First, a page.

Oeindrila Dube is the Philip K. Pearson Professor of Global Conflict Studies at the University of Chicago, Harris School of Public Policy.
Dube’s research focuses on the political economy of development. Her research examines links between poverty and conflict, and how institutions affect health service delivery and the spread of epidemics.
In recent work, she has examined how community involvement affected response to the Ebola epidemic in Sierra Leone.
She has also analyzed how economic shocks affect violent conflict, and whether the gender identity of leaders determines their tendency to engage in war. Her work has appeared in leading journals including Science, the Journal of Political Economy, the Review of Economic Studies, and the American Political Science Review.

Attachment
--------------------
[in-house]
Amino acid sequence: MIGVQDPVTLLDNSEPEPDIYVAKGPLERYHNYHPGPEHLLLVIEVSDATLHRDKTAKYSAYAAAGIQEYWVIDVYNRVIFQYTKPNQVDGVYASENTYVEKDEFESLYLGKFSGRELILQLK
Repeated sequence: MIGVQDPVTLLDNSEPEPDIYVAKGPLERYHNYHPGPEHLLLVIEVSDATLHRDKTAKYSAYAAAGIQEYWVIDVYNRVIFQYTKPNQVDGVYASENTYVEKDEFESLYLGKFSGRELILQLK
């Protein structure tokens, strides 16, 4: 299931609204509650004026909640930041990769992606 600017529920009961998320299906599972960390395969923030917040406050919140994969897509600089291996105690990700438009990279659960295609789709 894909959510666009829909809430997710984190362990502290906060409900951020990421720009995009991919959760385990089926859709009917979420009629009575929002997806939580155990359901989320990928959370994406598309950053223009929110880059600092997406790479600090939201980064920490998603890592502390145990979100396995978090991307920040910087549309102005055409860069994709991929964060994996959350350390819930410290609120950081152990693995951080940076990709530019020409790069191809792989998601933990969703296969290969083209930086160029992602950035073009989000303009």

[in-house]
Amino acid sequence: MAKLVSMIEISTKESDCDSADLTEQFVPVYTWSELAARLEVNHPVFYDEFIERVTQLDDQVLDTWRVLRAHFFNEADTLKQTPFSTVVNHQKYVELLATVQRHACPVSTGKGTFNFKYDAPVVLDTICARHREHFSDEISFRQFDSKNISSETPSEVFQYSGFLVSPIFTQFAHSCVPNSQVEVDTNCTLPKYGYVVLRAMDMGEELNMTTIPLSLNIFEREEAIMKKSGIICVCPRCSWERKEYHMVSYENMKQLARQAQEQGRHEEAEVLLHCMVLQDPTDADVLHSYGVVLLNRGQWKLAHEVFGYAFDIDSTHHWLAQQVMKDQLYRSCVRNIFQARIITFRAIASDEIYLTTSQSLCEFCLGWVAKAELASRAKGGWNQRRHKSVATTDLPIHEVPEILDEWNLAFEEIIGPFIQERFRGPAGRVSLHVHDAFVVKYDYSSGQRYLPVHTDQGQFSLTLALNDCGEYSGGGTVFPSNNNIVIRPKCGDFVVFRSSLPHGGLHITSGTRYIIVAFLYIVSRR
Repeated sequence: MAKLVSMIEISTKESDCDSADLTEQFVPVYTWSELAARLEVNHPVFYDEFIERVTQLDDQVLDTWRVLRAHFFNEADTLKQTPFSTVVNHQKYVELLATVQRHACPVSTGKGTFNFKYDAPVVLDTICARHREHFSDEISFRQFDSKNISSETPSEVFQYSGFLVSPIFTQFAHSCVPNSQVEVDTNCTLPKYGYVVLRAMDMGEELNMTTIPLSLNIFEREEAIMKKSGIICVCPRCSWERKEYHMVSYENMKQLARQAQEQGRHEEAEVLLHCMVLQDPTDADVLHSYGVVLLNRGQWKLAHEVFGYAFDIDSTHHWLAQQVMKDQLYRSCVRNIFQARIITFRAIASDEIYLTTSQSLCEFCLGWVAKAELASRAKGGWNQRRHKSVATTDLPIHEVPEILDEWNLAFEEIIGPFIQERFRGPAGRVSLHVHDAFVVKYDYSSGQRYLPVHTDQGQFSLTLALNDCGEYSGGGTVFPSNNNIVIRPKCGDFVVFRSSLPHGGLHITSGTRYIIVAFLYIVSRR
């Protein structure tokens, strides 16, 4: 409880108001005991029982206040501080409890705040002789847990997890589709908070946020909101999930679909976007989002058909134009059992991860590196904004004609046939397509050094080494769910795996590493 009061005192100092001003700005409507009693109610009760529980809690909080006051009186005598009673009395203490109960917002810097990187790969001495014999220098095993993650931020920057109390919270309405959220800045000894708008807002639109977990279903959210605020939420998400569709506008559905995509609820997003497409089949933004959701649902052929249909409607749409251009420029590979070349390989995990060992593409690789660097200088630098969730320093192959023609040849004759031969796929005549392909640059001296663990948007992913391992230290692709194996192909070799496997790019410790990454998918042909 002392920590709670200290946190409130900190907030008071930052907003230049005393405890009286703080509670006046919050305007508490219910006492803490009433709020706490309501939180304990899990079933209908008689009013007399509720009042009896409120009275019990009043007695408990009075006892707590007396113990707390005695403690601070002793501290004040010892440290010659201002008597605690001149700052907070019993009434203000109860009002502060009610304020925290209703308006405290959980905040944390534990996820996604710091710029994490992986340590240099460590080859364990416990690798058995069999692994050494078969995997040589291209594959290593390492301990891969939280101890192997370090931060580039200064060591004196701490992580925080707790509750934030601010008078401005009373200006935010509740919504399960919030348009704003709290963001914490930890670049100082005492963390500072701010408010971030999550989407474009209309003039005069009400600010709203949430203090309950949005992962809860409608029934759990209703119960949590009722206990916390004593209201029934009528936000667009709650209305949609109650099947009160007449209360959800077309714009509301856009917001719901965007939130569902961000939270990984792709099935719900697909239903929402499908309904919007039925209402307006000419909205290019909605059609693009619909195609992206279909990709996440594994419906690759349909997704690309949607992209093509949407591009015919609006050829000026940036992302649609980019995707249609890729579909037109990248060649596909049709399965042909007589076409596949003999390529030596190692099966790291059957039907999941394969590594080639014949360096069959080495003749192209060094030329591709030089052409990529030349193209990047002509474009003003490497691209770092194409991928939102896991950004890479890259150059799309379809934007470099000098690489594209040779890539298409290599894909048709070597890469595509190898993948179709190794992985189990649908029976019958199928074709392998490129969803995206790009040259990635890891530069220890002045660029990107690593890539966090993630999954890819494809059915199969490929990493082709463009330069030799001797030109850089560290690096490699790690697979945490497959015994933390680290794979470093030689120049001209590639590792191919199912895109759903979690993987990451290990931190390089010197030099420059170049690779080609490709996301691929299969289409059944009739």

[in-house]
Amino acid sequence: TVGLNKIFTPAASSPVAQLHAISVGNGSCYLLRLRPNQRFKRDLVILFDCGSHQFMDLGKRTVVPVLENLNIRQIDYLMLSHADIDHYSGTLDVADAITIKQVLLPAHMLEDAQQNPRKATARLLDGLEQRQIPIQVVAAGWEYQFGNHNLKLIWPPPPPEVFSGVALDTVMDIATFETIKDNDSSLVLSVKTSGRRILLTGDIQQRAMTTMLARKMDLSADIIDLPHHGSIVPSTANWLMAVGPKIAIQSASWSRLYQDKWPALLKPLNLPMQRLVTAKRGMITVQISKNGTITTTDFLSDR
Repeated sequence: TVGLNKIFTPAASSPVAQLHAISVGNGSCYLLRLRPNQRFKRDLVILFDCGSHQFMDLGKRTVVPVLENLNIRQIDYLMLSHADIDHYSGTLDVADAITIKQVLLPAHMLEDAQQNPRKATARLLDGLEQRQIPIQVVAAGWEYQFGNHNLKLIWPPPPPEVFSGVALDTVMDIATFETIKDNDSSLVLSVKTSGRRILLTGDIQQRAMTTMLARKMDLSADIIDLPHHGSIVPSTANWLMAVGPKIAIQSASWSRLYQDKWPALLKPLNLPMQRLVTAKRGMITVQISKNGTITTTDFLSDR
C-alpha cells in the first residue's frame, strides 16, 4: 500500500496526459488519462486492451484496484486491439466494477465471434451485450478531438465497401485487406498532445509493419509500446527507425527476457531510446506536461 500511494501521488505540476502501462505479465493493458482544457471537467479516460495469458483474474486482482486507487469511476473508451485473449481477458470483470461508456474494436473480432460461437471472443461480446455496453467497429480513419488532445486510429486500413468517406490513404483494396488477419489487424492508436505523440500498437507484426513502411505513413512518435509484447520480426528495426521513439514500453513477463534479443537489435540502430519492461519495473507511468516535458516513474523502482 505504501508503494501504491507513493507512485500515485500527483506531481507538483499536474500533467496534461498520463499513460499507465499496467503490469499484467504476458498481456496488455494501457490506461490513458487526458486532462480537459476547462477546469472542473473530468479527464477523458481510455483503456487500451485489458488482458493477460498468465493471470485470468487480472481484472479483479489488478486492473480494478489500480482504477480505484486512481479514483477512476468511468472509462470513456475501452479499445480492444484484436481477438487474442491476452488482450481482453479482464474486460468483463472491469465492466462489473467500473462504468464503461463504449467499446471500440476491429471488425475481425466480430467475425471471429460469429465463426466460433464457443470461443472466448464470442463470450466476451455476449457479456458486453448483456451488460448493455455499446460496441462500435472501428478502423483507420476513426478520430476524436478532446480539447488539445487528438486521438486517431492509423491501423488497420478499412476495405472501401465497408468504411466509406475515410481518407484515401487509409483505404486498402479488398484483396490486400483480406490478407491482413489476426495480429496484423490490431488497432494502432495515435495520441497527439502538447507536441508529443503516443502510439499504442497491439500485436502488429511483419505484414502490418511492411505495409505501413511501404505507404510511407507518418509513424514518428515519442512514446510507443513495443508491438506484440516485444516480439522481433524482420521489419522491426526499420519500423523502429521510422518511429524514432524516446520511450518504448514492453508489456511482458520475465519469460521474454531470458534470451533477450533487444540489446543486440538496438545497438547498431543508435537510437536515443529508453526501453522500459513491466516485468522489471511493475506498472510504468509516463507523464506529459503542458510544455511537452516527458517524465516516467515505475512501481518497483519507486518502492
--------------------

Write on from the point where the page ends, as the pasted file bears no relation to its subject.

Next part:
Dube holds a number of research affiliations and appointments. She is a faculty research fellow at the National Bureau of Economic Research (NBER), a fellow at the Bureau for Research and Economic Analysis of Development (BREAD) and an affiliate of the University of Chicago Crime Lab. She is also on the board of the Abdul Latif Jameel Poverty Action Lab (J-PAL), where she serves as academic co-lead on the Crime and Violence Initiative. Dube is also a co-editor of the Journal of Development Economics.
Directly preceding her appointment at the Harris School, Dube was an assistant professor of politics and economics at New York University. Previously, she worked at the World Bank, Oxfam International, and the Brookings Institution.
Dube received her PhD in Public Policy from Harvard University, her M Phil in Economics from Oxford University, and her BA in Public Policy from Stanford University. She was also the recipient of a Rhodes Scholarship in 2002.